Religious Exemption Sought for Gay Adoption Law

A state law requiring equal treatment for gay couples seeking adoption services has prompted Catholic Charities to give up seeking adoptive homes for children. Massachusetts Gov. Mitt Romney now supports exempting religious groups from anti-discrimination laws. Monica Brady-Myerov reports.

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MADELEINE BRAND, host:

From NPR News, this is DAY TO DAY.

In Massachusetts, the Catholic Church is getting out of the adoption business. I'm Madeleine Brand.

ALEX CHADWICK, host:

I'm Alex Chadwick.

The church has long been a leader among agencies arranging for private adoptions. But now the state says that gays have the same right to adopt children as everyone else does. And the church objects. Rather than help gays adopt, it will stop adoption services altogether.

From member station WBUR, Monica Brady-Myerov reports.

MONICA BRADY-MYEROV reporting:

Catholic Charities in Boston has been helping kids find permanent homes for a century. In the last 20 years, it's placed 720 children, 13 of them with gay couples. When Massachusetts bishops became aware of the practice, Catholic Charities said it could not reconcile the teachings of the church with the state's fairness laws, and it discontinued its entire adoption service. Father Brian Hehir is president of Catholic Charities in Boston.

Father BRIAN HEHIR (President, Catholic Charities, Boston): What we're all sad about are the children. We love working with these children who need help. So it's a sad but necessary decision for us.

BRADY-MYEROV: Catholic Charities specialized in finding homes for children with physical or emotional problems. One of the children they placed was a ten-year-old boy with attention deficit disorder and hyperactivity.

At the kitchen table in her home in north of Boston, Linda Reedy(ph) helps her son separate his medications into daily doses. She and her partner adopted their son from Catholic Charities. Reedy says its decision to end adoption stings.

Ms. LINDA REEDY (Gay Parent): It's as if a whole segment of the population of the country and maybe the world are telling me personally that I'm not fit to be a parent, when I know that every day, my whole life is about being a parent.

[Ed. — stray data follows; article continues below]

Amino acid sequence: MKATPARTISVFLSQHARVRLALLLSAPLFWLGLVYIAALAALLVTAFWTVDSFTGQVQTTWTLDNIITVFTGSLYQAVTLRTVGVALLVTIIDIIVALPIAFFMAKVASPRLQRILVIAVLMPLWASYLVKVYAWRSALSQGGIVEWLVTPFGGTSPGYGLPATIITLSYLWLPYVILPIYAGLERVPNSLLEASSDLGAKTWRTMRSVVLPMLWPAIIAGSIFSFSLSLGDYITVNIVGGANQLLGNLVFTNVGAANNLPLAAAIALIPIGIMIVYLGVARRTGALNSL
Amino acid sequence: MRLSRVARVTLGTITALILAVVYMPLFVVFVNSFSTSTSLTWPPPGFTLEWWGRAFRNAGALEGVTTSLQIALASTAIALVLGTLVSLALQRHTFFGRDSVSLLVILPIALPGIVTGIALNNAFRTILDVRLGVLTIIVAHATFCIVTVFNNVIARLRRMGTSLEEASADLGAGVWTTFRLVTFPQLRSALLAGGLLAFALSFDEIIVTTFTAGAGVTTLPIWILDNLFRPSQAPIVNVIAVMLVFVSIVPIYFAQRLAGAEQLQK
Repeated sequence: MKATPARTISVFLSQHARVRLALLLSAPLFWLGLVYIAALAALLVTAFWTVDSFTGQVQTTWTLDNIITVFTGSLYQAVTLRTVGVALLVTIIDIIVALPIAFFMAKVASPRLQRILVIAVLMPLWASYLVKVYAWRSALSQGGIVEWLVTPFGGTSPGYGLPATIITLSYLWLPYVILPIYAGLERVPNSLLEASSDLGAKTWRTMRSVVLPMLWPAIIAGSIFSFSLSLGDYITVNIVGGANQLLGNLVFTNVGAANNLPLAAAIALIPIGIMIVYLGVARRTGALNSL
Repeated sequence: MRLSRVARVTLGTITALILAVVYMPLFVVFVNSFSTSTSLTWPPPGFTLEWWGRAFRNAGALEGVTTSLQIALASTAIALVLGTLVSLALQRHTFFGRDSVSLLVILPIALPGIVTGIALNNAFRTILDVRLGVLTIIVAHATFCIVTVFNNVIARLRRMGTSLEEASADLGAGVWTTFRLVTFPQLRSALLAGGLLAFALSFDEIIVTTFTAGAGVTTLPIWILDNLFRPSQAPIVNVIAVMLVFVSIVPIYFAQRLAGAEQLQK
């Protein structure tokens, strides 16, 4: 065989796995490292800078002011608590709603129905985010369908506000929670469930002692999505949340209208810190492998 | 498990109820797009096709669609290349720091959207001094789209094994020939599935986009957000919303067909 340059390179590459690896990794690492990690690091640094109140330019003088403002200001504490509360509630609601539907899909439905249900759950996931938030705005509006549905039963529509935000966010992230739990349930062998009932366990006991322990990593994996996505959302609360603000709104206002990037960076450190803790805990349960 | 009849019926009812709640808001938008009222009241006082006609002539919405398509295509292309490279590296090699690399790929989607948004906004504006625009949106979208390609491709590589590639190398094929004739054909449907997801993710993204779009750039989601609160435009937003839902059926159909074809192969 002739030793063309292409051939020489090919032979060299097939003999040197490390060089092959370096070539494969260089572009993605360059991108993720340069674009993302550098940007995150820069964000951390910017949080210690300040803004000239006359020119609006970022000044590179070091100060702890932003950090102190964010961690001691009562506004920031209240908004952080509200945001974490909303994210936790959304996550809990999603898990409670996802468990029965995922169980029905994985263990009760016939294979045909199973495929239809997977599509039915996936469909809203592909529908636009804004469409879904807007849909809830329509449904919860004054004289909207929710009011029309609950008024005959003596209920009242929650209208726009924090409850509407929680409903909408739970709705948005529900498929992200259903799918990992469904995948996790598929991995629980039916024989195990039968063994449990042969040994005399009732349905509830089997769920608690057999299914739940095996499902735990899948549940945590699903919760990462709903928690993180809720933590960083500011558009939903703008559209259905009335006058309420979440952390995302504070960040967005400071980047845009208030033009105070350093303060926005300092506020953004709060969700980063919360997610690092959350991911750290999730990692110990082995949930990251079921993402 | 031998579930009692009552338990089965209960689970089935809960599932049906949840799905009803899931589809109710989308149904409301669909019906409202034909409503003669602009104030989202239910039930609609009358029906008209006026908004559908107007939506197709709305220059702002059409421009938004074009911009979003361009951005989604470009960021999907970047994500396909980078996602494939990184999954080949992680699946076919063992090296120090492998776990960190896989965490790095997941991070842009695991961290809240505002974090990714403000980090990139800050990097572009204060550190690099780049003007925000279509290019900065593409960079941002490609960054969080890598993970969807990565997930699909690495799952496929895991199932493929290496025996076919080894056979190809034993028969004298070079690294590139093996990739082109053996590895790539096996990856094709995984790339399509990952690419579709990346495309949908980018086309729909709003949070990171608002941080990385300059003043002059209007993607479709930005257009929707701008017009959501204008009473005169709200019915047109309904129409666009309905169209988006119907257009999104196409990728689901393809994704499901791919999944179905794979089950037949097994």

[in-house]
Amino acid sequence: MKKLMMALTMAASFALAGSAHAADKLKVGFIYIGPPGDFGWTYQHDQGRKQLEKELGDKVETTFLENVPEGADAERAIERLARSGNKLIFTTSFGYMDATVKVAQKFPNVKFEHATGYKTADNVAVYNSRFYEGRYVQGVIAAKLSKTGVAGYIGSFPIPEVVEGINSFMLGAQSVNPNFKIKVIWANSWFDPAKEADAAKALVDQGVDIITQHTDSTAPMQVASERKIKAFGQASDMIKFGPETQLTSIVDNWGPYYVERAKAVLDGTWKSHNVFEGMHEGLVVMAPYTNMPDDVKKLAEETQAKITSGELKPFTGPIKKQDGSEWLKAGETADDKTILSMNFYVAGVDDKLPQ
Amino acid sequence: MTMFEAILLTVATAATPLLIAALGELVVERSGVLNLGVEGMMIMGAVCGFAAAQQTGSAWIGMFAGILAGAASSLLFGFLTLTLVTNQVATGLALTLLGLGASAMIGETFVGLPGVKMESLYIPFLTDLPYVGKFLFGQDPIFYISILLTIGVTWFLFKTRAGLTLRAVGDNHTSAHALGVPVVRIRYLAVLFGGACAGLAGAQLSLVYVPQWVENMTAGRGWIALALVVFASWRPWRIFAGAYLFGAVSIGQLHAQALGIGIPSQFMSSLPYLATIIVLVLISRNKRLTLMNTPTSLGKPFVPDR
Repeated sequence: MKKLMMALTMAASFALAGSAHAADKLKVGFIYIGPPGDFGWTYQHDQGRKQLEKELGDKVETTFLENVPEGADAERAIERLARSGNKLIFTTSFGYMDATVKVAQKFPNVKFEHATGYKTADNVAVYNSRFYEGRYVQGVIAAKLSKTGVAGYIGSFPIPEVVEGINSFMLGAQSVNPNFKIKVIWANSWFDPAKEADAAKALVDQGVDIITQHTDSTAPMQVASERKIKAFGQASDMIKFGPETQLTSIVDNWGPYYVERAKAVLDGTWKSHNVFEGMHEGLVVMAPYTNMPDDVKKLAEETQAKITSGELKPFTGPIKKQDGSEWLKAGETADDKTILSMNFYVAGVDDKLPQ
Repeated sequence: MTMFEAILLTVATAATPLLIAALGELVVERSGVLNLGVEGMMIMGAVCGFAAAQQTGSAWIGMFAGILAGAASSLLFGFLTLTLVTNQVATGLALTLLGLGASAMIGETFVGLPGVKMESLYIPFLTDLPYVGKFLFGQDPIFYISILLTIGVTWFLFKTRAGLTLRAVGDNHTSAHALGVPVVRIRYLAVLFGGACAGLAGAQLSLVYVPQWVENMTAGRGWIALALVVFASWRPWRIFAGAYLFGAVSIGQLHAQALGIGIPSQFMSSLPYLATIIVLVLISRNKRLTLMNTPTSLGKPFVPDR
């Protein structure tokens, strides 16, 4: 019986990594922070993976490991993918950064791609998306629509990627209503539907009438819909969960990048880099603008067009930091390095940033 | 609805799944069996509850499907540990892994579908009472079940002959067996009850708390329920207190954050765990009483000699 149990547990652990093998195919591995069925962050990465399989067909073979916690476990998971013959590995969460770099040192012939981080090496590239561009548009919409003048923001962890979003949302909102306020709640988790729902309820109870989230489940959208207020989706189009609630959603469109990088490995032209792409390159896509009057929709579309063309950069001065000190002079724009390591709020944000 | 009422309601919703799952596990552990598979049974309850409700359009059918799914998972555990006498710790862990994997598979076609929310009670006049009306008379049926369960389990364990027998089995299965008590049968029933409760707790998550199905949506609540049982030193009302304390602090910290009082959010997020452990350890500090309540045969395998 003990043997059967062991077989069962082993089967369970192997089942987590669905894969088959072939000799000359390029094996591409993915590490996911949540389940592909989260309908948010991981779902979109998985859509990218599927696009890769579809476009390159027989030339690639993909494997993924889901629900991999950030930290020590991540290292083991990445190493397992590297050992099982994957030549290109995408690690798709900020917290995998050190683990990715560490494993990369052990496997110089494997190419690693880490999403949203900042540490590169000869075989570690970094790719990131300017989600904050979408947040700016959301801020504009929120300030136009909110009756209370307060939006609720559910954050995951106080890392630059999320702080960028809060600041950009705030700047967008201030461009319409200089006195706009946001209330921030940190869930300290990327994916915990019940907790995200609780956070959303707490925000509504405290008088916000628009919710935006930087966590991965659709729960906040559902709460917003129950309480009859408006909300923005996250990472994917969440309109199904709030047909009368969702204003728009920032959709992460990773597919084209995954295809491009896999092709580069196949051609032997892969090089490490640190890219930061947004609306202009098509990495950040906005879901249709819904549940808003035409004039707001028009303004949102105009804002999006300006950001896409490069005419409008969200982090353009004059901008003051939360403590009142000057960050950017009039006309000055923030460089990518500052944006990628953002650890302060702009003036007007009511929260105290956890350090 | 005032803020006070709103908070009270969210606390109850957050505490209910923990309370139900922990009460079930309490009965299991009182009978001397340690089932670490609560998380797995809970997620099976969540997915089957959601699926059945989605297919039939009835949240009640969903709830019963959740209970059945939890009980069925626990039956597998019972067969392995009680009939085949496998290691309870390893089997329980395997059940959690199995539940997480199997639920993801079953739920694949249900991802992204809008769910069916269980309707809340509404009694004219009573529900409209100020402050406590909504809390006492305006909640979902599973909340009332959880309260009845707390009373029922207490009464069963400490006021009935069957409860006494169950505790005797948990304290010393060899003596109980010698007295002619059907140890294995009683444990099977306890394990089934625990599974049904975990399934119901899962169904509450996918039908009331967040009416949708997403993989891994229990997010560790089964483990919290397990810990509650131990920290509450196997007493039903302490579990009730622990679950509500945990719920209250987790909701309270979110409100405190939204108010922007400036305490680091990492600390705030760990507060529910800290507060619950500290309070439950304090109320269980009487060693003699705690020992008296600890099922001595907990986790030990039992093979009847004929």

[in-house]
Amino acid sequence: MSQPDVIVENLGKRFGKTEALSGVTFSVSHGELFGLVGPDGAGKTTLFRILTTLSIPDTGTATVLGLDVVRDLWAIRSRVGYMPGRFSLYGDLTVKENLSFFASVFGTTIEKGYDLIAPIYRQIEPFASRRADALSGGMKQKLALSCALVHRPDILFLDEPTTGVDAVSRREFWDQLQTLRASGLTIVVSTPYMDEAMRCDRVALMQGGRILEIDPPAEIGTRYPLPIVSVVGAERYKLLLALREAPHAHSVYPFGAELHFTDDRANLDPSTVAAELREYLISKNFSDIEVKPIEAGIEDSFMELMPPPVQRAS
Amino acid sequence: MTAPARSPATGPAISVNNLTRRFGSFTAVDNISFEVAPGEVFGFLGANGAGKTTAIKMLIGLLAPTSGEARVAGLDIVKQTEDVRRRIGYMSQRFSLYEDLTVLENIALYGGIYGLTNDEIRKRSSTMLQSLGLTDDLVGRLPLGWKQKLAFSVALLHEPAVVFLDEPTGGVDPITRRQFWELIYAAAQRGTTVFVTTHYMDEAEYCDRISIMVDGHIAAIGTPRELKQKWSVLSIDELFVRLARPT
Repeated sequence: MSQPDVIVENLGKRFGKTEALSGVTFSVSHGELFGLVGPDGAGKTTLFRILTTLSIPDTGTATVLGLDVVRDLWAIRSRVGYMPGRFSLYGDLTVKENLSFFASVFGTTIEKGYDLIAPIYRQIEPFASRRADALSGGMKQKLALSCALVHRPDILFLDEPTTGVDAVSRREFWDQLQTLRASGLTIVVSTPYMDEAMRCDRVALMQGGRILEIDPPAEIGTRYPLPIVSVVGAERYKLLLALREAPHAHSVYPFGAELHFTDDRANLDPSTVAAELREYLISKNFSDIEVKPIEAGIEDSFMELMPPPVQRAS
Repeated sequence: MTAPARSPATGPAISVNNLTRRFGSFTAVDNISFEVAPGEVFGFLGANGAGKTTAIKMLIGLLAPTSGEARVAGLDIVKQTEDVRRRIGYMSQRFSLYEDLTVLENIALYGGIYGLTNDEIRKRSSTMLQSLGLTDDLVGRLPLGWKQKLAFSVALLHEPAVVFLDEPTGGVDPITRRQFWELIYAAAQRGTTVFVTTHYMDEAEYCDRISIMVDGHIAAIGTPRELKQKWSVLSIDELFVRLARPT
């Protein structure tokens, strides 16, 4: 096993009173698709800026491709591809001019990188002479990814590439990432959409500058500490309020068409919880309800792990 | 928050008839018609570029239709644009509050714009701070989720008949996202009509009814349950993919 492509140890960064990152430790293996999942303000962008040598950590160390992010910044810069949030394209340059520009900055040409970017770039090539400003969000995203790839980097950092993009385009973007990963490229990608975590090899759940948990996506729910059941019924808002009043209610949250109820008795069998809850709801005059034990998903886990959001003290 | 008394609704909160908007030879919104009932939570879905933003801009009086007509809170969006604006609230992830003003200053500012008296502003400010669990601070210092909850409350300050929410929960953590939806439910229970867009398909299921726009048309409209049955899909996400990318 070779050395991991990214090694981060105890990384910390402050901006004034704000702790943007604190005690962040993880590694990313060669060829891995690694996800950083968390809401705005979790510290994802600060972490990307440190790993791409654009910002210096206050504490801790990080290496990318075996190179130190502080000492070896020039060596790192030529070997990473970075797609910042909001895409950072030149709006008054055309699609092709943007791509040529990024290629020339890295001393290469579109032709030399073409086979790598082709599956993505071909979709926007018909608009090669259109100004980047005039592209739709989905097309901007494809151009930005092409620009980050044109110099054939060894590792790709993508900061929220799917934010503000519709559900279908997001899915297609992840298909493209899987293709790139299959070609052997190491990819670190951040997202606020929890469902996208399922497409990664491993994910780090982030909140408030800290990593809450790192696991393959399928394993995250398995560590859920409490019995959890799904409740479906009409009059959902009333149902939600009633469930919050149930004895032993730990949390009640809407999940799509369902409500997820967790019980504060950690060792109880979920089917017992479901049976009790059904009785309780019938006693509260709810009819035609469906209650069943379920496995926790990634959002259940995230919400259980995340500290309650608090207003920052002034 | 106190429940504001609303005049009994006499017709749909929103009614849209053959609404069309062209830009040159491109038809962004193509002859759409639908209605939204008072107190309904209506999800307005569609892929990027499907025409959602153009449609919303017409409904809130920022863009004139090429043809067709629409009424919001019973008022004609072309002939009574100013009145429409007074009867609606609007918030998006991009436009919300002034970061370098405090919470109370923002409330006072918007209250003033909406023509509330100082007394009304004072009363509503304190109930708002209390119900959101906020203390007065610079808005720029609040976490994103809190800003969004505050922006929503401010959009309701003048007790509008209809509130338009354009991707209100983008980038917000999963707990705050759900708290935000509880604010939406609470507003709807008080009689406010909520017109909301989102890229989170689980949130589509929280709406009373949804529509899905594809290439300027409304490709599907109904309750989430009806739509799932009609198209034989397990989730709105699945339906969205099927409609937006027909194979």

BRADY-MYEROV: The American Psychological Association has endorsed gay adoption. Joyce Kaufman, of the Massachusetts Lesbian and Gay Bar Association, says the church is condemning homosexuals at the expense of children.

Ms. JOYCE KAUFMAN (Co-Chair, Massachusetts Lesbian and Gay Bar Association): I just think it's very sad that rather than abide by those laws, they've just pulled out altogether. And who is going to suffer, are all those children.

BRADY-MYEROV: Kaufman says it sets a disturbing precedent. Father Larry Snyder is president of Catholic Charities USA, the national umbrella organization. His legal team is asking the 104 agencies that facilitate adoptions if they are required to place children with same-sex couples?

Father LARRY SNYDER (President and CEO, Catholic Charities USA): In states where if we find out that the law will require them to be open to placing with same-sex couples, that would be a place where I don't think our agencies will be able to continue.

BRADY-MYEROV: Catholic Charities of the Archdiocese of San Francisco is examining its position after its former archbishop wrote from Rome to tell the group not to place children in homosexual households. According to the Human Rights Campaign, eight states and the District of Columbia allow same-sex couples to adopt. And in 15 other states, it's permitted at a judge's discretion. Gay adoption is banned in three states. Catholic Charities USA says many of its agencies refer gay couples to other adoption providers. And they hope the practice can continue.

John Garvey is dean of the law school at Boston College, a Jesuit school. He says Catholic Charities should be allowed to continue adoptions, only to heterosexuals on religious grounds, even though it is discrimination.

Mr. JOHN GARVEY (Dean, Law School, Boston College): I've heard people say that it isn't really that central to what the Catholic Church is about. That if this were a matter of what folks did in church on Sunday, then that might be a different matter. But I disagree with that. I think that really what is at the heart of the Christian religion is the Beatitudes, taking care of the poor, the underprivileged, widows and orphans.

BRADY-MYEROV: Garvey points out courts have exempted religious organizations from the Civil Rights Act in other matters. He thinks the Catholic Church should have the same leeway on adoptions.

For NPR News, I' Monica Brady-Myerov in Boston.

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